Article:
• 4.10

    There is no need for the loss to have materialised, or for there to be a finding of negligence by a court, however the SRA will need to assess liability and quantum, as against the test for negligence. The SRA will be able to exercise their discretion (a) to pay out early to mitigate any loss/further loss, or (b) to wait for any pending proceedings to have concluded, in order to establish negligence or the extent of any liability. This is foreshadowed by the provisions in rule 12, which permit the SRA to require the applicant to pursue a civil remedy, or to pay out before doing so. The recovery of costs is covered by existing rule 14.

  • 4.11

    Definitions have been included, for ease, by reference to the definitions within the SIIR, and minor consequential amendments have been made to rule 7 and 9.1.

Question 4. Do you have any comments on the changes proposed to the SRA Compensation Fund Rules?

Proposed changes not included in the April 2011 Policy Statement

  • 5.1

    In addition to the implementation of the decisions announced in the April 2011 policy statement, the SRA is seeking views on two further amendments to the QIA.

Credit ratings of qualifying insurers

  • 5.2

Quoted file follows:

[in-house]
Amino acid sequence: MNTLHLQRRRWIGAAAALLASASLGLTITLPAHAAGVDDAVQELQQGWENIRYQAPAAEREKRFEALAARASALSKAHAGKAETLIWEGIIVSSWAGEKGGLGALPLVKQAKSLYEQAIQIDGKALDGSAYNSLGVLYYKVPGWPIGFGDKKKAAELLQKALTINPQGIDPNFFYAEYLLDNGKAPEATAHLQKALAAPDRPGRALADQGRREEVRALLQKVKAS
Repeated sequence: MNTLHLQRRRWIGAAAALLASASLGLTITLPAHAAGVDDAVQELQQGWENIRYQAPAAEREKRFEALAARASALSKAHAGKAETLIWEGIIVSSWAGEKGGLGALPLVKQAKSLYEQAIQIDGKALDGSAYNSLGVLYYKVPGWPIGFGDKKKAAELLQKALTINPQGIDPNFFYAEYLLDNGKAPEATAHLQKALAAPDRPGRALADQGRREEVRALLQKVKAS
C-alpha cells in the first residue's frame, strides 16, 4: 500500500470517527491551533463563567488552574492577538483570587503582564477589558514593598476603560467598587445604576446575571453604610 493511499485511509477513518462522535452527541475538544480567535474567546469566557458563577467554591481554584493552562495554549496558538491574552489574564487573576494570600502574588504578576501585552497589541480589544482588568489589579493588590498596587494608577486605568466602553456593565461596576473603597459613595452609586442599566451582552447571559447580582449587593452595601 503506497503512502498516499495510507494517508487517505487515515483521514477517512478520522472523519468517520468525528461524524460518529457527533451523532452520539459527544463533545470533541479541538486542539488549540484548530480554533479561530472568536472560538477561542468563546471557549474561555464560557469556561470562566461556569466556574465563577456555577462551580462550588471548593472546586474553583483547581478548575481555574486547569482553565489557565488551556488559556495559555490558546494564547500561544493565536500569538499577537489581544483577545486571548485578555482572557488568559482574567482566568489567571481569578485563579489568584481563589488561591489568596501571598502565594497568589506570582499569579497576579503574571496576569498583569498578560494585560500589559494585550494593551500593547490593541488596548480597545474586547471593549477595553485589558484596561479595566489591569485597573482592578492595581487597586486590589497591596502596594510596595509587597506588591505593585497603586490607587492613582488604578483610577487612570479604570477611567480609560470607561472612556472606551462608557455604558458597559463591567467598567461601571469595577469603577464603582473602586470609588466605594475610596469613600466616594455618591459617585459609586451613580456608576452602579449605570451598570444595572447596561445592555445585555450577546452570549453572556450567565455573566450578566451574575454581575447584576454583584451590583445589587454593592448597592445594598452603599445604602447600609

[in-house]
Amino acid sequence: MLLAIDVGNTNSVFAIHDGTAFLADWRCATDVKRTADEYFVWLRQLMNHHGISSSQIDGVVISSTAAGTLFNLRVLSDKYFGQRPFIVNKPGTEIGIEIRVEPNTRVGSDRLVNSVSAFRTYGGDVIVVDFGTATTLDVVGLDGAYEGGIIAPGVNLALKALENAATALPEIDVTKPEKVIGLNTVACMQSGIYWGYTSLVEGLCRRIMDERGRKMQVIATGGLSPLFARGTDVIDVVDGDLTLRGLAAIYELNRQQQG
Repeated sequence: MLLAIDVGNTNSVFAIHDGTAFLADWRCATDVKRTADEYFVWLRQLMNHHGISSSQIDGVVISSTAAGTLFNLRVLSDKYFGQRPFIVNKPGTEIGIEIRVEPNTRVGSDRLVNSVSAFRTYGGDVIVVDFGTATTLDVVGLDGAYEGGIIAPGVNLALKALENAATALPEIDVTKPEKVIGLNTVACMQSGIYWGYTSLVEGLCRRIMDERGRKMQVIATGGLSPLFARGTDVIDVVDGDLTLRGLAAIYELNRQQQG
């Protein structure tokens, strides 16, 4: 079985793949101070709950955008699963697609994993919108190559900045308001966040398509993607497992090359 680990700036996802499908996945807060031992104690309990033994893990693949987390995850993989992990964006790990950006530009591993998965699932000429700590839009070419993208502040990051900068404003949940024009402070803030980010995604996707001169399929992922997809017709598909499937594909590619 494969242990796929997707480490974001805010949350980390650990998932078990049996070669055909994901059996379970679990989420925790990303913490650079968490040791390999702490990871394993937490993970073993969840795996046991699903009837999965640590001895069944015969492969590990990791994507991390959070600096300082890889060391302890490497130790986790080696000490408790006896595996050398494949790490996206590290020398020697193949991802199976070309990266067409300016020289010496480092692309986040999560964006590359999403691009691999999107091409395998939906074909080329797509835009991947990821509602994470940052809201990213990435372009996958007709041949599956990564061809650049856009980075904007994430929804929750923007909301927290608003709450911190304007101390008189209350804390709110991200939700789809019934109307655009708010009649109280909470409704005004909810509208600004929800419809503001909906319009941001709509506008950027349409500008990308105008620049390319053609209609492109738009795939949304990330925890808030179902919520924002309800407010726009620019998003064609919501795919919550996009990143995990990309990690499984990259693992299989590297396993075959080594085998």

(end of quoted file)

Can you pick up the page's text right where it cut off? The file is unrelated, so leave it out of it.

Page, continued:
As a part of its review of financial protection arrangements, CRA considered whether the SRA should require qualifying insurers to possess an independent credit rating. This approach is taken by some other regulators but has never been required by the SRA. In the December 2010 consultation paper the SRA announced its decision not to introduce such a requirement. It has been argued that such a requirement would reduce the risk to clients and to solicitors of a qualifying insurer becoming insolvent. However, the SRA's view has been that the regulation of insurers is a matter for the Financial Services Authority (FSA) and not the SRA (which does not have the necessary powers or experience to undertake this role) and that the requirement had the potential to be a barrier to entry and therefore reduce competition in the market. However, we have taken the view that the provision of better information by insurers to firms would be likely to reduce risk without damaging competition. Therefore we are proposing to amend the QIA to require insurers to confirm its credit and/or insurer financial strength rating (if any), or to state that it has none, and the identity of the rating agency that has provided the rating. The drafting achieves this as follows: